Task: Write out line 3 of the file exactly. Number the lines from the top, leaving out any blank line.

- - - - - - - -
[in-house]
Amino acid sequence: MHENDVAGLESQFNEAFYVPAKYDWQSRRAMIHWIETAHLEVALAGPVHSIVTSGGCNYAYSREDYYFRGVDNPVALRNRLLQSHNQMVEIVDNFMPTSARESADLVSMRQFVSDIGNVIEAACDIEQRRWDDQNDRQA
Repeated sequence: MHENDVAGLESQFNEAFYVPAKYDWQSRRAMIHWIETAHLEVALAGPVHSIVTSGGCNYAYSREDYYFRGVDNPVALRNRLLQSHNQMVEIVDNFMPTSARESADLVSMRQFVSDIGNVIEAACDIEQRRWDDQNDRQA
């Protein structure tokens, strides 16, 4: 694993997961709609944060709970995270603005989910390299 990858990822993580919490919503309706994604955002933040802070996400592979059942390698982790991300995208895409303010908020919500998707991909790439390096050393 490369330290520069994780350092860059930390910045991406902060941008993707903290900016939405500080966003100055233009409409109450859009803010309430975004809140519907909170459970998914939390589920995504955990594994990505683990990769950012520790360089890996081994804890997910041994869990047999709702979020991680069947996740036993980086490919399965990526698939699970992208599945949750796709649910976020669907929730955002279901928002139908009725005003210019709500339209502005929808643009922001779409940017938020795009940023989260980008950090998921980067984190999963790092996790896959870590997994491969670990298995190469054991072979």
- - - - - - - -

Repeated sequence: MHENDVAGLESQFNEAFYVPAKYDWQSRRAMIHWIETAHLEVALAGPVHSIVTSGGCNYAYSREDYYFRGVDNPVALRNRLLQSHNQMVEIVDNFMPTSARESADLVSMRQFVSDIGNVIEAACDIEQRRWDDQNDRQA